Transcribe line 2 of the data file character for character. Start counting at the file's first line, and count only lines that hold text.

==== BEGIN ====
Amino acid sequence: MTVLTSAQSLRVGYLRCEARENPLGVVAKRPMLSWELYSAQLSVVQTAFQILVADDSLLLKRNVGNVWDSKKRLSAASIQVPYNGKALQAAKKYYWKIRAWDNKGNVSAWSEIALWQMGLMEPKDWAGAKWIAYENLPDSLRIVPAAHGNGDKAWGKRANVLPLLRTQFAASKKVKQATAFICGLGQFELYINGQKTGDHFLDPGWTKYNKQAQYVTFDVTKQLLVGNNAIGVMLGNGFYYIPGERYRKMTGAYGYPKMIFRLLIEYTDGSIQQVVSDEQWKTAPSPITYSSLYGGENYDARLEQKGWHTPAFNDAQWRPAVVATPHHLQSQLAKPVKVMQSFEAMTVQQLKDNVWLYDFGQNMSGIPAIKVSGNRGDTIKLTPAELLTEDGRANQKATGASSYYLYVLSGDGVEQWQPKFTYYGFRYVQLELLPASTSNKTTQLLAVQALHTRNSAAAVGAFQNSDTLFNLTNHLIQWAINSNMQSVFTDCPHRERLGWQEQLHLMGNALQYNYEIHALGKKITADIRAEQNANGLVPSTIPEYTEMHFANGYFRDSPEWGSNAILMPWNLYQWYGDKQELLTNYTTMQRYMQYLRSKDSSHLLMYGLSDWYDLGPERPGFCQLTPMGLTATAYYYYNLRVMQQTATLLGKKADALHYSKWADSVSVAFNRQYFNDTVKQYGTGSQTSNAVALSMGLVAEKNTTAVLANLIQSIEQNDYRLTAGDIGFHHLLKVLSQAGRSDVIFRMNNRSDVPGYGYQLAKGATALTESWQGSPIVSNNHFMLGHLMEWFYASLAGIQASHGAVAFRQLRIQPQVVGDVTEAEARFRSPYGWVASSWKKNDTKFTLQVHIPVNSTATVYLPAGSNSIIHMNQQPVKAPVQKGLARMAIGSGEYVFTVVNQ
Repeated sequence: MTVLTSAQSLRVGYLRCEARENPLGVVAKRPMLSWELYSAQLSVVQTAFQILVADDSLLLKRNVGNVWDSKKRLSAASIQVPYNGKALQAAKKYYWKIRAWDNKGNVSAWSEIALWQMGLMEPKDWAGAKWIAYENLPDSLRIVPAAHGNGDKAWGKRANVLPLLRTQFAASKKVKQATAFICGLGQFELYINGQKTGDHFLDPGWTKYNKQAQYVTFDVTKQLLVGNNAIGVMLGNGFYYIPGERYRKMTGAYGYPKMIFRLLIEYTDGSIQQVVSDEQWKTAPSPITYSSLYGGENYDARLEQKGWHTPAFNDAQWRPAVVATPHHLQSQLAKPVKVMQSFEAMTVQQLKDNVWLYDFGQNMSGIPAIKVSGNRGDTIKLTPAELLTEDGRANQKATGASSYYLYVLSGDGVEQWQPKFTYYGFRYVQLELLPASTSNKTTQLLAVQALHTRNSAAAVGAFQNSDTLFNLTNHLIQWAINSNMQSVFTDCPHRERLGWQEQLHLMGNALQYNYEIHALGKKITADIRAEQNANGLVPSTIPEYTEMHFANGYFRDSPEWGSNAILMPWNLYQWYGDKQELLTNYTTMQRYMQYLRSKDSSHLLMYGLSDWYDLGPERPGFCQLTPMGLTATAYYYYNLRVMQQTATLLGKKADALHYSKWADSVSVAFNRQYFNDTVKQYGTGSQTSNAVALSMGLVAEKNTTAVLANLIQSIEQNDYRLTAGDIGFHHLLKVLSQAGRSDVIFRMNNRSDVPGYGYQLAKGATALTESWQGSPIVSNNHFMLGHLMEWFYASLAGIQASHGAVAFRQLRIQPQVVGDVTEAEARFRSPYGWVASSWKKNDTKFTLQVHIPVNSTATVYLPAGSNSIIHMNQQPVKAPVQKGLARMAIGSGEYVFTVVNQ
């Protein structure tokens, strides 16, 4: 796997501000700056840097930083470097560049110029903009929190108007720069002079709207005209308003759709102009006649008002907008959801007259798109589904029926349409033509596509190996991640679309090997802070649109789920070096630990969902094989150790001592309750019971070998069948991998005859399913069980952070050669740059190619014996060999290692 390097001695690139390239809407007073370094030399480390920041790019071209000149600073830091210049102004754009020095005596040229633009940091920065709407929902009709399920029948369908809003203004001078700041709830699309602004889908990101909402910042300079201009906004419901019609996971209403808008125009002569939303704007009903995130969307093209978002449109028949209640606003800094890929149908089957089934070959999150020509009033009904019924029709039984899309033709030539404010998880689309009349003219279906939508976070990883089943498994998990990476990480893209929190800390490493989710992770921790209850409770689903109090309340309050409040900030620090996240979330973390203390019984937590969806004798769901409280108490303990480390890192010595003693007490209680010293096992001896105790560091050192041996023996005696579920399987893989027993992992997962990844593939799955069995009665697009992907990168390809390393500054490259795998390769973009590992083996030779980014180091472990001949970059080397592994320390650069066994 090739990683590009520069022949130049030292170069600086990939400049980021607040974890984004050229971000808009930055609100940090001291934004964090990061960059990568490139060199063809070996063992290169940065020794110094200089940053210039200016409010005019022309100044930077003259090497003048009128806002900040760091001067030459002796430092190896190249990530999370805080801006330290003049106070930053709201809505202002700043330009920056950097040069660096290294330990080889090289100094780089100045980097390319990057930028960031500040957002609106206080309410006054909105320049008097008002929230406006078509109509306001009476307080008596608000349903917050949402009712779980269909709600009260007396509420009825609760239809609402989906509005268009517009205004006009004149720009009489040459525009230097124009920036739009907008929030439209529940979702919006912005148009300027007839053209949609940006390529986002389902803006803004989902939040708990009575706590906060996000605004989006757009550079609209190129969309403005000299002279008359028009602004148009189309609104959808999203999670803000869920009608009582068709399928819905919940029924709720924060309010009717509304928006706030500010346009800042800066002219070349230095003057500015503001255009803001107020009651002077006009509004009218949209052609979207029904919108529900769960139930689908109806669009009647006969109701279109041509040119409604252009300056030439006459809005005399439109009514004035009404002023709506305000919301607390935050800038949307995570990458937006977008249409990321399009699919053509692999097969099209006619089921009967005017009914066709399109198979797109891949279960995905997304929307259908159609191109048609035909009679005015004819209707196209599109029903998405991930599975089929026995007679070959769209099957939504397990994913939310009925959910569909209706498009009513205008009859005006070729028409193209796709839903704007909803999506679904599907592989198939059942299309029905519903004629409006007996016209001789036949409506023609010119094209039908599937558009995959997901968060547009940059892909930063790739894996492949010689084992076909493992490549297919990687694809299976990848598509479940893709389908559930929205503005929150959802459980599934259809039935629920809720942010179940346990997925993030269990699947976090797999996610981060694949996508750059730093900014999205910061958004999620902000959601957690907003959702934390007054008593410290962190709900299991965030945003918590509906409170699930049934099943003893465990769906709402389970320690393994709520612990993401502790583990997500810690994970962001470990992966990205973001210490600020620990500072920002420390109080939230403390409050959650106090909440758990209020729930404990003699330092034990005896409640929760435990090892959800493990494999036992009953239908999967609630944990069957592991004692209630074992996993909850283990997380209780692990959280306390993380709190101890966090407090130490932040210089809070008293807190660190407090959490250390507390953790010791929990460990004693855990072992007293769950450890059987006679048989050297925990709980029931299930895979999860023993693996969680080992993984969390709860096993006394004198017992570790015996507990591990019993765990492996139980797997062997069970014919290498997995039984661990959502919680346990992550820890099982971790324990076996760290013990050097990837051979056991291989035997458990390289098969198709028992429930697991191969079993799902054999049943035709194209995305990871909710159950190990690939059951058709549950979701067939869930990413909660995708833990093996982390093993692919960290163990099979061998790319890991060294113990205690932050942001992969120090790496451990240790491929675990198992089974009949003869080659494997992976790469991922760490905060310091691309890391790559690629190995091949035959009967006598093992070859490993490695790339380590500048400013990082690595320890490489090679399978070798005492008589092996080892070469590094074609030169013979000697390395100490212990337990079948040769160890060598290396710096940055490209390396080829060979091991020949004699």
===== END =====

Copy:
Repeated sequence: MTVLTSAQSLRVGYLRCEARENPLGVVAKRPMLSWELYSAQLSVVQTAFQILVADDSLLLKRNVGNVWDSKKRLSAASIQVPYNGKALQAAKKYYWKIRAWDNKGNVSAWSEIALWQMGLMEPKDWAGAKWIAYENLPDSLRIVPAAHGNGDKAWGKRANVLPLLRTQFAASKKVKQATAFICGLGQFELYINGQKTGDHFLDPGWTKYNKQAQYVTFDVTKQLLVGNNAIGVMLGNGFYYIPGERYRKMTGAYGYPKMIFRLLIEYTDGSIQQVVSDEQWKTAPSPITYSSLYGGENYDARLEQKGWHTPAFNDAQWRPAVVATPHHLQSQLAKPVKVMQSFEAMTVQQLKDNVWLYDFGQNMSGIPAIKVSGNRGDTIKLTPAELLTEDGRANQKATGASSYYLYVLSGDGVEQWQPKFTYYGFRYVQLELLPASTSNKTTQLLAVQALHTRNSAAAVGAFQNSDTLFNLTNHLIQWAINSNMQSVFTDCPHRERLGWQEQLHLMGNALQYNYEIHALGKKITADIRAEQNANGLVPSTIPEYTEMHFANGYFRDSPEWGSNAILMPWNLYQWYGDKQELLTNYTTMQRYMQYLRSKDSSHLLMYGLSDWYDLGPERPGFCQLTPMGLTATAYYYYNLRVMQQTATLLGKKADALHYSKWADSVSVAFNRQYFNDTVKQYGTGSQTSNAVALSMGLVAEKNTTAVLANLIQSIEQNDYRLTAGDIGFHHLLKVLSQAGRSDVIFRMNNRSDVPGYGYQLAKGATALTESWQGSPIVSNNHFMLGHLMEWFYASLAGIQASHGAVAFRQLRIQPQVVGDVTEAEARFRSPYGWVASSWKKNDTKFTLQVHIPVNSTATVYLPAGSNSIIHMNQQPVKAPVQKGLARMAIGSGEYVFTVVNQ